Price keeps rising for New York's best apartments

One broker puts `trophy property' threshold at $20 million

November 12, 2003|By Nadine Brozan | Nadine Brozan,NEW YORK TIMES NEWS SERVICE

NEW YORK -- There was a time when Kirk Henckels, director of private brokerage for the tony firm of Stribling & Associates, would refer to an apartment on the market for $10 million as "a trophy property."

"Now I just call it a $10 million property," Henckels remarked. The term trophy does not enter his vocabulary until the asking price hits $20 million.

The boundary between ultra-high luxury prices and routine high prices depends, of course, on who's drawing the line and from what vantage point. But by and large, brokers, developers and appraisers agree that it lies somewhere north of $10 million.

"It used to be that you would walk into a $10 million property and it would be like seeing someone wearing a 25-carat engagement ring," said Michele Kleier, president of Gumley Haft Kleier. "Now you look at something at $10 million and say, `Where do I start gutting?' and `How many more millions do I have to put in?' `'

The `Wow' factor

Jonathan Miller, president of Miller Samuel, a firm that appraises about 5,000 properties a year, also sets the bar higher. "I think that $10 million is not high enough for the `Wow' factor," he said. "It's probably more like $12 million to $15 million."

There is "wow," and there is "Wow!" To Henckels, " `wow' with a small `w' is $10 million to $20 million while capital `W' `Wow' is over $20 million."

Wherever "wow" rests, it was certainly uttered more than once when word spread about a $45 million transaction -- the highest ever recorded in Manhattan -- in the AOL Time Warner Center on Columbus Circle. The purchase of a gargantuan (12,000 square feet) loft assembled by combining one entire floor and part of another there remains breathtaking, even for movie stars and corporate tycoons. The buyer was David Martinez, a London financier who made his fortune buying the debt of nations and companies.

He remains in a class by himself. As Stephen Kotler, executive vice president of Douglas Elliman, put it, "There is no rash of $45 million buyers."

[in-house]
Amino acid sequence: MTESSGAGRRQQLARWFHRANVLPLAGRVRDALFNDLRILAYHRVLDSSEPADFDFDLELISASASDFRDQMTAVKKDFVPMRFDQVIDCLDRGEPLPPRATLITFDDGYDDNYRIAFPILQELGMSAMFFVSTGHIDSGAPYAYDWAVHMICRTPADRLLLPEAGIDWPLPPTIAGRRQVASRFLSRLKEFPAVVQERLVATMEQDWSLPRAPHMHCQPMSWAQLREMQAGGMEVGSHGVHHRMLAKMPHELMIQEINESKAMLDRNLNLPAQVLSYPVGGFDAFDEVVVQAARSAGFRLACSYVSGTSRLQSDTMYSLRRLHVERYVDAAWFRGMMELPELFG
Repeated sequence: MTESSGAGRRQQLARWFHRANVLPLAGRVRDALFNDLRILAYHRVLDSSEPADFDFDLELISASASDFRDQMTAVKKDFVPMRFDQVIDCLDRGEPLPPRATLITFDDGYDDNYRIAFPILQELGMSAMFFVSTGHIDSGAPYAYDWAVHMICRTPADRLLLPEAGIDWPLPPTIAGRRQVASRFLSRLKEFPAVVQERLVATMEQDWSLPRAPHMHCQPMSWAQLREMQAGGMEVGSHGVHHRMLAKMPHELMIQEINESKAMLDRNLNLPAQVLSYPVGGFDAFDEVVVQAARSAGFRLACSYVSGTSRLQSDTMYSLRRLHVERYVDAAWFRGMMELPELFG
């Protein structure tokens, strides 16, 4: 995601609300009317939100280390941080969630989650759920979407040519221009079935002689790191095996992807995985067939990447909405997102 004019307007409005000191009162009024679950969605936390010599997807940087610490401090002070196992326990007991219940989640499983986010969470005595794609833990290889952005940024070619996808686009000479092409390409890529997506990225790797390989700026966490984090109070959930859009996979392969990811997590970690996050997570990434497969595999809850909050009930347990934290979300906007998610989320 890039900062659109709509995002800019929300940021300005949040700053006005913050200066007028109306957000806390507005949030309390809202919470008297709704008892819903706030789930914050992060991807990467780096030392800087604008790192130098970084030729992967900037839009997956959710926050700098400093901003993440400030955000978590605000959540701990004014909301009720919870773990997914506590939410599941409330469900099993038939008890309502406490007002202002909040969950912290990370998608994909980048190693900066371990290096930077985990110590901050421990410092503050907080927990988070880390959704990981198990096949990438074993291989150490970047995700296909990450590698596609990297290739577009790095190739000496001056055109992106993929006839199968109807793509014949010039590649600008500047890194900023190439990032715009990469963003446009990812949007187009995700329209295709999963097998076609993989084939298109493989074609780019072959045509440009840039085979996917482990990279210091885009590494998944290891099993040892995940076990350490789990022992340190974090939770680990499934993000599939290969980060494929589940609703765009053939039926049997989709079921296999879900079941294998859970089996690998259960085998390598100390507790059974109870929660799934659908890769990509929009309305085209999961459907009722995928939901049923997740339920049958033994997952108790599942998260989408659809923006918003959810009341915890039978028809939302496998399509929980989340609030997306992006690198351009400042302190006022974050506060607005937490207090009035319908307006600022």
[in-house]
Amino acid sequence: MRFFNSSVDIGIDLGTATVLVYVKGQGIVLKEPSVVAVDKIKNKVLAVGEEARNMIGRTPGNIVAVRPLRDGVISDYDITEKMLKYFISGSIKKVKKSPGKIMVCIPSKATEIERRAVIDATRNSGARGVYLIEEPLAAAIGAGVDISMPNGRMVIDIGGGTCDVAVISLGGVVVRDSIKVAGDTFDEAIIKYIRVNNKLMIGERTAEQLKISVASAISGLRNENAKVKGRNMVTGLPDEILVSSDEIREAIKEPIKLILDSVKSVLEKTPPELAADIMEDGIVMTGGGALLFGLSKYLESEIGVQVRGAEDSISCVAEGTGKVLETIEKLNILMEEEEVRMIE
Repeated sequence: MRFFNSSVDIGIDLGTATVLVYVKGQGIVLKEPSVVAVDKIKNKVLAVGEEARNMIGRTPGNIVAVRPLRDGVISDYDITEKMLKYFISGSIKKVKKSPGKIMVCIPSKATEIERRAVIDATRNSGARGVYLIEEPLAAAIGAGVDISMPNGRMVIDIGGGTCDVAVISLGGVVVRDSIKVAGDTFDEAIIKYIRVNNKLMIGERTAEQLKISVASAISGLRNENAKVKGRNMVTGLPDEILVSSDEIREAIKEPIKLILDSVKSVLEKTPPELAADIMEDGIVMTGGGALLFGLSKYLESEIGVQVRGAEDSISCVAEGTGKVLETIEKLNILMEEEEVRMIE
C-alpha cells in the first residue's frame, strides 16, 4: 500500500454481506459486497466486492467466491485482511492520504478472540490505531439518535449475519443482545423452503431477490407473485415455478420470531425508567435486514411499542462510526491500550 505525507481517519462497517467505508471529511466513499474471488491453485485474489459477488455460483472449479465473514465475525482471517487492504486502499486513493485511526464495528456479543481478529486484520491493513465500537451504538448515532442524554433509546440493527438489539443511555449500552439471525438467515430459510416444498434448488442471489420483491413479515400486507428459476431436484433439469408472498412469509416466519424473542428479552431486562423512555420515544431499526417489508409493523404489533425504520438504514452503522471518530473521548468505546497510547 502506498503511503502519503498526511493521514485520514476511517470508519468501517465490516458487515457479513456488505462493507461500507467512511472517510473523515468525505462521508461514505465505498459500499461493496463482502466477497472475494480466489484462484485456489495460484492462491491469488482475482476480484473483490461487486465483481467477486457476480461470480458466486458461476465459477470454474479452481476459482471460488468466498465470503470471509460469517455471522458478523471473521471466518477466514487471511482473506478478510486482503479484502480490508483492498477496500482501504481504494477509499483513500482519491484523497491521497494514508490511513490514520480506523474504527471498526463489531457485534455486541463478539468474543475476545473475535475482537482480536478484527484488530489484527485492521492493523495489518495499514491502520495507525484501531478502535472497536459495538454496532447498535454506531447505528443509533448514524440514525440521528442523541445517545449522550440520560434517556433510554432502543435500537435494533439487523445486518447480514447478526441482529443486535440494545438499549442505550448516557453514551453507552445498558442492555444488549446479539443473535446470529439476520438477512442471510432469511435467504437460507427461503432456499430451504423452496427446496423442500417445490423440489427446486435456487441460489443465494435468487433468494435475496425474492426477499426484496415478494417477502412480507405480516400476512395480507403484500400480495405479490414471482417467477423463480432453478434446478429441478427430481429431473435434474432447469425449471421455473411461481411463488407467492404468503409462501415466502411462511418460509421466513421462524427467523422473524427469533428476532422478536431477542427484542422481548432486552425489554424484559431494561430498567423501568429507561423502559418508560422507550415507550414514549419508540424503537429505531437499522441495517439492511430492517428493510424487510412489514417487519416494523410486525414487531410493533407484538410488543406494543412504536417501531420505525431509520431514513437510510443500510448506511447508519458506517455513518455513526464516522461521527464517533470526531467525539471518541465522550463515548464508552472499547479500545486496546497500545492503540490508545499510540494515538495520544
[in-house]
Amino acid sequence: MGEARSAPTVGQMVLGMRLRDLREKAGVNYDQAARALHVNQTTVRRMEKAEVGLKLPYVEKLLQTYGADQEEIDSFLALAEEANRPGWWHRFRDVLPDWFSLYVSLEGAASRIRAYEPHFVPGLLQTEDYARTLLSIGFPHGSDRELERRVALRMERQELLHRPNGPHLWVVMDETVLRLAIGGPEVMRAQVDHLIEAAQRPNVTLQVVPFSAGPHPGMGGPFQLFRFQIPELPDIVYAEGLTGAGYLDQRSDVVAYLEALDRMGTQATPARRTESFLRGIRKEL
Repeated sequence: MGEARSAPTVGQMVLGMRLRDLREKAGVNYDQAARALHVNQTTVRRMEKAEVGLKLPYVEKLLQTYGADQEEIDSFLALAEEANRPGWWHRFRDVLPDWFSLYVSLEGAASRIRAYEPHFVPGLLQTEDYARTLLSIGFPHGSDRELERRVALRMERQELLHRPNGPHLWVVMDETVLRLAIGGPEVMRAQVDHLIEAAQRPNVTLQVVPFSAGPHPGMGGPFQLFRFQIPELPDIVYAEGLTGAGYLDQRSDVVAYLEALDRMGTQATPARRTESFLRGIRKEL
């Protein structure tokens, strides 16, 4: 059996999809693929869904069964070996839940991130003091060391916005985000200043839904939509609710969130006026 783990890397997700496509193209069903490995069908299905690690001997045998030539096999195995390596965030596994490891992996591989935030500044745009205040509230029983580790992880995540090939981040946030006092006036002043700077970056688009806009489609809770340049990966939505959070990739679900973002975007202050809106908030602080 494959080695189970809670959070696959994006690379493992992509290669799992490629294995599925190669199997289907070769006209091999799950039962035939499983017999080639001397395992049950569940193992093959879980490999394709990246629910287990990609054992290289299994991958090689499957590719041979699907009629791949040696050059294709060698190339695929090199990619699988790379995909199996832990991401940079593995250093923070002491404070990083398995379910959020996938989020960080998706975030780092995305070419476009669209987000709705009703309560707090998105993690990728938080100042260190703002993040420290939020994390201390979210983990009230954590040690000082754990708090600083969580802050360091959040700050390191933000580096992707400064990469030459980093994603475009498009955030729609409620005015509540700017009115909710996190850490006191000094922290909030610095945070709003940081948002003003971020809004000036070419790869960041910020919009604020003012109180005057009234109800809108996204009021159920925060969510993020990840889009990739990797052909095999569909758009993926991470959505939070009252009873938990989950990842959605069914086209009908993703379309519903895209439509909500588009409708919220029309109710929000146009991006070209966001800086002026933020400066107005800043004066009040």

If there were, they might find some latitude on asking prices, which slipped in the upper reaches last fall, Miller said. But that was due more to overpricing, he said, than to real decline. "List prices were being set as if the market were continuing to see double-digit increases," he said.

A good inventory

There is a good inventory of properties for people able to bid $10 million or more. Kotler conducted an informal online survey of $10 million-plus apartments last week.

Above that cutoff, he said: "Our database shows there are 144 available apartments, with an average asking price of $16,286,000 for an average of $2,680 per square foot. The average square footage of these units is 6,100."

Some specialists believe that price per square foot is a more sensitive barometer of high-end luxury than absolute price. "At $1,000 per square foot, you get something very nice; $1,500, something extravagant; and $2,000-plus, hotel-quality service, concierges, parking, five-star restaurants with catering and usually premium addresses with views," said Bret Bobo, senior vice president of sales and marketing for the Athena Group, a development firm.

So what can buyers crossing the $10 million-and-up threshold expect to get that they would not for a single-digit million?

"Five million dollars or $6 million can buy you a great location, a terrific apartment, a beautiful home, but they are not palaces," said Hall F. Willkie, president of Brown Harris Stevens Residential Sales. "It's like the difference between buying a Mercedes versus a Rolls-Royce."

In general, Kleier said: "What you're getting is more space, larger rooms, higher ceilings and views. If you're buying at Trump World Tower or the AOL Time Warner building and you're spending that kind of money, you won't buy on the 15th floor but on the 70th. ... If you are buying in a prewar co-op, you will be getting something that will never be built again, an Old World building with snob appeal."

3 essential factors

No matter how unusual any particular residence may be, real estate specialists agree that there are three essential factors in catapulting a property into the megamillion range: location, size and view.

The way those factors balance one another is different for stately old co-ops (for which location, and all that it implies, is paramount) than they are for glamorous new condos (views are essential). For town houses, width -- more than 20 feet -- dominates all other considerations.

The most expensive -- and exclusive -- buildings sit on Fifth and Park avenues from 59th to 96th Streets. Although there are certainly other neighborhoods and streets with prestige, like Sutton and Beekman Places, Central Park South, Central Park West and Gramercy Park, none command quite the same cachet.

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